In worship, we are formed into Christ’s Body, the ongoing incarnation of Christ, and poured out sacrificially for the life of the world, to draw the world, the entirety of creation, back to union with God.
I was speaking about these matters with a young woman recently. She commented that she honestly didn’t get that. While she was familiar with this biblical and theological truth, she often leaves Sunday worship with no real sense that she is participating with the sacrifice of Christ, being poured out for the life of the world. Life looks roughly the same. There is an experiential and existential relentlessness to life, and even to worship. Maybe you sense that?
There is a common Pentecost antiphon based on Psalm 104:30: “The Spirit of the Lord renews the face of the earth.” OK, cool. But how? I get up every morning and look around my yard. Nothing much is different. The grass is a bit higher, there may be a few more leaves on the ground, my cat is hungry again, so I have to feed her again. But do I honestly observe the Holy Spirit renewing the face of the earth?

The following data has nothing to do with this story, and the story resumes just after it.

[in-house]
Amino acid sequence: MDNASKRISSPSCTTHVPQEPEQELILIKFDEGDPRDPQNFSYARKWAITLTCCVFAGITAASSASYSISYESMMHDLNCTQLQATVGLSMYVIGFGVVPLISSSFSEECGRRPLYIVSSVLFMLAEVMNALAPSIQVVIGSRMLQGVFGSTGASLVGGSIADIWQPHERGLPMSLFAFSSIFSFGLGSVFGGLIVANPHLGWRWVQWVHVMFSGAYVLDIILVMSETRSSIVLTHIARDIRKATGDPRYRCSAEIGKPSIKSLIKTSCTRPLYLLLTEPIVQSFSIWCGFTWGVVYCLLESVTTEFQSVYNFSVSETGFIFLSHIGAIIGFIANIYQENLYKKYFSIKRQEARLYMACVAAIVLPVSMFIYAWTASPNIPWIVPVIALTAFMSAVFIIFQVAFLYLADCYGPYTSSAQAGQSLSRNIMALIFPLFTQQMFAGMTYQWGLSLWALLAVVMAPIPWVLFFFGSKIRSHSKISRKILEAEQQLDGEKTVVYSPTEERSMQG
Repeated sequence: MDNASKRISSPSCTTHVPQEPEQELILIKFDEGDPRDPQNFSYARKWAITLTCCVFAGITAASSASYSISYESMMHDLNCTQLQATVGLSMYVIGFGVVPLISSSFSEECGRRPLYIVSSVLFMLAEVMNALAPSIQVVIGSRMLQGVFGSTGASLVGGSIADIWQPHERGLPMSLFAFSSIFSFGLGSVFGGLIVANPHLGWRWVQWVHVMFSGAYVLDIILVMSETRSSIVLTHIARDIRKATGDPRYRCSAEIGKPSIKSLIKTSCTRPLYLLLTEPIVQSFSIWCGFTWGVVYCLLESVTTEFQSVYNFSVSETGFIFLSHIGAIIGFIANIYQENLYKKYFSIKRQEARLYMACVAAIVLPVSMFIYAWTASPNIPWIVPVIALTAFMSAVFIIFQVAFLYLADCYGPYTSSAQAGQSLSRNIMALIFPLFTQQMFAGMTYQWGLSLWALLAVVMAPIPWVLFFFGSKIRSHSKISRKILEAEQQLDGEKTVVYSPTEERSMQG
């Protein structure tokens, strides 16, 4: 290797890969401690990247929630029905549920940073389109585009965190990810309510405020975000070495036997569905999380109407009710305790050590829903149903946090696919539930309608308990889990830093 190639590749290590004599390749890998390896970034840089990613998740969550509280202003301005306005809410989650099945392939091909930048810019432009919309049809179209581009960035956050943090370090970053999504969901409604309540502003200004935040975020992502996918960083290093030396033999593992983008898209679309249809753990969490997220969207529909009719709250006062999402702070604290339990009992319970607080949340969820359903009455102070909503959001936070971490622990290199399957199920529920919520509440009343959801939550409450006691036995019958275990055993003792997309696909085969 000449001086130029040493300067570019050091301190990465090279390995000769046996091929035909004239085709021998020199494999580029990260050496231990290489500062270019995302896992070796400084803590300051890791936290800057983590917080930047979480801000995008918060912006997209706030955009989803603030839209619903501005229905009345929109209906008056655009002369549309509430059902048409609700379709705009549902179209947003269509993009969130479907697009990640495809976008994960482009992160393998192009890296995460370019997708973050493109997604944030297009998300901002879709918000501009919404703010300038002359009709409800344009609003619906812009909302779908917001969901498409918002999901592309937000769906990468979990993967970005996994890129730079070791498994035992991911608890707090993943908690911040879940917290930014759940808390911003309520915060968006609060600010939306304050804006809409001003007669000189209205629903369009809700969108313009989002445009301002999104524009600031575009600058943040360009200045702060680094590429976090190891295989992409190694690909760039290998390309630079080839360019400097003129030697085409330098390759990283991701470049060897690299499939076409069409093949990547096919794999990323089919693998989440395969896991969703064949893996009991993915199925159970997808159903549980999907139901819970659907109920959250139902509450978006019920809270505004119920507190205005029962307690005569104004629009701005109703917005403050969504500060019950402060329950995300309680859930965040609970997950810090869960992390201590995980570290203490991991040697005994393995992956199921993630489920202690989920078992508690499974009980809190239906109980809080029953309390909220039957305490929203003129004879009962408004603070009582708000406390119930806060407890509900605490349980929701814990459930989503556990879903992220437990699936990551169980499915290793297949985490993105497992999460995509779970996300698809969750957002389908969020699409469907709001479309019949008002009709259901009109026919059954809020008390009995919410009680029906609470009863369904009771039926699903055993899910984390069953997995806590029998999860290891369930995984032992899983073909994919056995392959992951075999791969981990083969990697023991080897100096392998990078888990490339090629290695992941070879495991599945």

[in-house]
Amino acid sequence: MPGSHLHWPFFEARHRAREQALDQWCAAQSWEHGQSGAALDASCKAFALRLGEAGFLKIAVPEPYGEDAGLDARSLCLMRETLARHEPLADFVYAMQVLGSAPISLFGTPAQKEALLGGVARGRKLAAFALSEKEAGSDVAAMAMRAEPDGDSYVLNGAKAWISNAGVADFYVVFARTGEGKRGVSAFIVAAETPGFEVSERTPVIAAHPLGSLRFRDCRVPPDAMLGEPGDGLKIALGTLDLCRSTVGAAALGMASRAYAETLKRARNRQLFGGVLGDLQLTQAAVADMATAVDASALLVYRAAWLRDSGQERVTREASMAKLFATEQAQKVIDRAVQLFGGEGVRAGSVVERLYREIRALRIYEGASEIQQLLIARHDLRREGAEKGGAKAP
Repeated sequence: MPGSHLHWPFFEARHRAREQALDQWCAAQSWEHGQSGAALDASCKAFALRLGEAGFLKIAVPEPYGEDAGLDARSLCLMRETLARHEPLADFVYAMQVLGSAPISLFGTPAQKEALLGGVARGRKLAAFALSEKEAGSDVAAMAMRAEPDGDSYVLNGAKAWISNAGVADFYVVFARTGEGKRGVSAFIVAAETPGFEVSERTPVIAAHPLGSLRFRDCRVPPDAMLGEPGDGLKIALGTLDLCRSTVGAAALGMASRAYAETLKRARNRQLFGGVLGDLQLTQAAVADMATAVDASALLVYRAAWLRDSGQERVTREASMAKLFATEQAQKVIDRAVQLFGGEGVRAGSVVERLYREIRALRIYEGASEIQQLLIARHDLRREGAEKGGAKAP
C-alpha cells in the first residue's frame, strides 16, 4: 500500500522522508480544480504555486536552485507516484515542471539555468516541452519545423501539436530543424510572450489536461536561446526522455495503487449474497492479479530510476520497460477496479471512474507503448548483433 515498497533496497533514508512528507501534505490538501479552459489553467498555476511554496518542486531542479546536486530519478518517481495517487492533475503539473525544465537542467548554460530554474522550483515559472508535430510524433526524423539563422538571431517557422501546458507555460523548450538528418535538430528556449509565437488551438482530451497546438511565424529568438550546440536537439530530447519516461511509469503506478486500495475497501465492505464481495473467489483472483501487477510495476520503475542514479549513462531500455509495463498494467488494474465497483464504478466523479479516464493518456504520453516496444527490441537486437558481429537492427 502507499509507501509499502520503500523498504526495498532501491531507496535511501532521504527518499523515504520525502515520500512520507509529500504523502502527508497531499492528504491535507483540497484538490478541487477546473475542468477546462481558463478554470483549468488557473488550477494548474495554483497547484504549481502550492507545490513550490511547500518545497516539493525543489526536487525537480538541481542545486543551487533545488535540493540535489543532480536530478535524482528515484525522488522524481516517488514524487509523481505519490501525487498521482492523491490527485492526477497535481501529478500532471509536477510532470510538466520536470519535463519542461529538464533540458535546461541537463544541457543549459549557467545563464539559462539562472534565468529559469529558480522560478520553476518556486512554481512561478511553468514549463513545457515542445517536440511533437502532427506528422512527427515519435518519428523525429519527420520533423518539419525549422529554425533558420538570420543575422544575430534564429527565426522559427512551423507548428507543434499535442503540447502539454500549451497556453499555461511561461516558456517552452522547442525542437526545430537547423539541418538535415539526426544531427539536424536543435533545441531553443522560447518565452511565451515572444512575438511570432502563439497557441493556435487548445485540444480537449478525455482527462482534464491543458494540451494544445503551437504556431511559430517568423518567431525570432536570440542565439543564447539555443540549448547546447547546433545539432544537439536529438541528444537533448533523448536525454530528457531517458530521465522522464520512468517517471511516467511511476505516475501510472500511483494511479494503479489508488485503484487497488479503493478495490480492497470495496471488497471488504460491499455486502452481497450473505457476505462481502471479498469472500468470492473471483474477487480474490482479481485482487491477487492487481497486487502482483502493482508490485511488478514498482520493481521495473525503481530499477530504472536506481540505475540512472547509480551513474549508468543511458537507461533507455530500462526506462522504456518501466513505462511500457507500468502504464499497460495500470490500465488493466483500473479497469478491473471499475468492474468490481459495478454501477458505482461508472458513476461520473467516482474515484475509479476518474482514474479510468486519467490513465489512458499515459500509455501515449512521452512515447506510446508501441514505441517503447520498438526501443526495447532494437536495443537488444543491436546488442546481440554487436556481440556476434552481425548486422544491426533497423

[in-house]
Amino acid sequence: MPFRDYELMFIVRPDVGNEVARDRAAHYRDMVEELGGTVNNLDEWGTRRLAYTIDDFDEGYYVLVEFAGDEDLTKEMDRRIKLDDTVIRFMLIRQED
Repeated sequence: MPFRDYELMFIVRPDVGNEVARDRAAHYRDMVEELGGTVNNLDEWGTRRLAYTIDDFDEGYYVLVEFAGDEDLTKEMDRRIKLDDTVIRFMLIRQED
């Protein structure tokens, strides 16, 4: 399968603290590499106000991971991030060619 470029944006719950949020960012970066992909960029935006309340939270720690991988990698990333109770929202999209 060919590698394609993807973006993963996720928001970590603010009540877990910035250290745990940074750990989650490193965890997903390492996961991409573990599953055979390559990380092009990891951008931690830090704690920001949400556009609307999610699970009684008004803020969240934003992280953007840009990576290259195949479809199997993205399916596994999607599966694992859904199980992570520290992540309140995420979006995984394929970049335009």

There actually are signs of the Spirit’s renewal in the changes of seasons, the cycles of life, progressions in matters of human existence, and lives that are truly transformed by coming into union with God through Christ. But with those cycles of life and changes of seasons, there is also death. Along with the progressions in matters of human existence, there are similar progressions of a culture of death. Along with lives transformed by God, there are growing scandals among Christian leaders and growing polarization among all Christians on political issues.
Here is my point and my admonition to all of us: we have been given the immense privilege of participating with God in the Spirit’s renewal of the face of the earth. This is our universal call to mission. How? Through full, active, and conscious participation in worship, participation that helps us develop our spiritual eyes to see the saints and angels gathered in worship, eyes that visualize our sacrifices combining with the one sacrifice of Christ, eyes that comprehend the gathering of all nations and peoples of earth, and eyes that look forward to the Great Marriage feast. We participate in the Spirit’s renewal of the face of the earth through our full, active, and conscious participation in worship, or through incarnational worship that fully involves a sacrificial offering of our minds, our bodies, our emotions, and our spiritual senses.
As worship leaders, we are to lead the way in this kind of participation, and then we are to encourage our congregations, and other constituents to do the same. In doing so, we become participants with God in the Spirit’s renewal of the face of the earth, allowing ourselves to be formed into Christ so that we may then be sent out as the Body of Christ to the world.